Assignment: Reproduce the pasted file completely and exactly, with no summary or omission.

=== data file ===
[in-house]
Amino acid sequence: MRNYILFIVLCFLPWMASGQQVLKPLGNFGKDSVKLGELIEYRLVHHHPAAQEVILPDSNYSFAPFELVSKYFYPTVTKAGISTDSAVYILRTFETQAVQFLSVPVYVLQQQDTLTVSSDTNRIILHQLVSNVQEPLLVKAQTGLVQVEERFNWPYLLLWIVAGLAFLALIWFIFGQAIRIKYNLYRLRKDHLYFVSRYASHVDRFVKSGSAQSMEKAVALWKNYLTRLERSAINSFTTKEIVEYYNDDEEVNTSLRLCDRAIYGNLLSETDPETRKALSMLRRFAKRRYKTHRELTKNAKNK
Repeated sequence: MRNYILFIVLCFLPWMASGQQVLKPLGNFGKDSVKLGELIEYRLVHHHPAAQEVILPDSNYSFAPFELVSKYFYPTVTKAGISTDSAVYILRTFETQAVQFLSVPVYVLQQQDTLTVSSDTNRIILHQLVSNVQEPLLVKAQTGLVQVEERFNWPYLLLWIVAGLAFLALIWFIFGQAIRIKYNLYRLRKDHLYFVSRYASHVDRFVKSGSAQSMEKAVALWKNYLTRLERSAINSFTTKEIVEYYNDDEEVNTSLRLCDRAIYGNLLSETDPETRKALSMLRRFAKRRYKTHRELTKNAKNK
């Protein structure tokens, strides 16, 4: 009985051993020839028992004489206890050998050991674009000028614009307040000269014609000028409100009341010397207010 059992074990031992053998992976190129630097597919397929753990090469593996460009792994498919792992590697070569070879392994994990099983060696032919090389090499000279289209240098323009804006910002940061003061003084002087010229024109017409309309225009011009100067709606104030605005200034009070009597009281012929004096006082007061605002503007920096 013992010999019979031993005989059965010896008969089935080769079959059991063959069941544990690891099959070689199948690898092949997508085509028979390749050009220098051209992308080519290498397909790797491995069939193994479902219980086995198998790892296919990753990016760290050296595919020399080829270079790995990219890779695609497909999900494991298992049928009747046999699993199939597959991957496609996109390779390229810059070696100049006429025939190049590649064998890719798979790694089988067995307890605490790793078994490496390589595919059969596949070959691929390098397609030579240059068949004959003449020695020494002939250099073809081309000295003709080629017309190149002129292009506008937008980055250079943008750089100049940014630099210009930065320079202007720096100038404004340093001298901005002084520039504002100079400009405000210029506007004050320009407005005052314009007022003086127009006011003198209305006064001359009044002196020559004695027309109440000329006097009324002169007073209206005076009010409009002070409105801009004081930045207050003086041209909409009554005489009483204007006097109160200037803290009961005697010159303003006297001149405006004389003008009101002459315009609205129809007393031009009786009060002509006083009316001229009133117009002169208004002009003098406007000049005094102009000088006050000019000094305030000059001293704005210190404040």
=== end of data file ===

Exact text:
[in-house]
Amino acid sequence: MRNYILFIVLCFLPWMASGQQVLKPLGNFGKDSVKLGELIEYRLVHHHPAAQEVILPDSNYSFAPFELVSKYFYPTVTKAGISTDSAVYILRTFETQAVQFLSVPVYVLQQQDTLTVSSDTNRIILHQLVSNVQEPLLVKAQTGLVQVEERFNWPYLLLWIVAGLAFLALIWFIFGQAIRIKYNLYRLRKDHLYFVSRYASHVDRFVKSGSAQSMEKAVALWKNYLTRLERSAINSFTTKEIVEYYNDDEEVNTSLRLCDRAIYGNLLSETDPETRKALSMLRRFAKRRYKTHRELTKNAKNK
Repeated sequence: MRNYILFIVLCFLPWMASGQQVLKPLGNFGKDSVKLGELIEYRLVHHHPAAQEVILPDSNYSFAPFELVSKYFYPTVTKAGISTDSAVYILRTFETQAVQFLSVPVYVLQQQDTLTVSSDTNRIILHQLVSNVQEPLLVKAQTGLVQVEERFNWPYLLLWIVAGLAFLALIWFIFGQAIRIKYNLYRLRKDHLYFVSRYASHVDRFVKSGSAQSMEKAVALWKNYLTRLERSAINSFTTKEIVEYYNDDEEVNTSLRLCDRAIYGNLLSETDPETRKALSMLRRFAKRRYKTHRELTKNAKNK
């Protein structure tokens, strides 16, 4: 009985051993020839028992004489206890050998050991674009000028614009307040000269014609000028409100009341010397207010 059992074990031992053998992976190129630097597919397929753990090469593996460009792994498919792992590697070569070879392994994990099983060696032919090389090499000279289209240098323009804006910002940061003061003084002087010229024109017409309309225009011009100067709606104030605005200034009070009597009281012929004096006082007061605002503007920096 013992010999019979031993005989059965010896008969089935080769079959059991063959069941544990690891099959070689199948690898092949997508085509028979390749050009220098051209992308080519290498397909790797491995069939193994479902219980086995198998790892296919990753990016760290050296595919020399080829270079790995990219890779695609497909999900494991298992049928009747046999699993199939597959991957496609996109390779390229810059070696100049006429025939190049590649064998890719798979790694089988067995307890605490790793078994490496390589595919059969596949070959691929390098397609030579240059068949004959003449020695020494002939250099073809081309000295003709080629017309190149002129292009506008937008980055250079943008750089100049940014630099210009930065320079202007720096100038404004340093001298901005002084520039504002100079400009405000210029506007004050320009407005005052314009007022003086127009006011003198209305006064001359009044002196020559004695027309109440000329006097009324002169007073209206005076009010409009002070409105801009004081930045207050003086041209909409009554005489009483204007006097109160200037803290009961005697010159303003006297001149405006004389003008009101002459315009609205129809007393031009009786009060002509006083009316001229009133117009002169208004002009003098406007000049005094102009000088006050000019000094305030000059001293704005210190404040």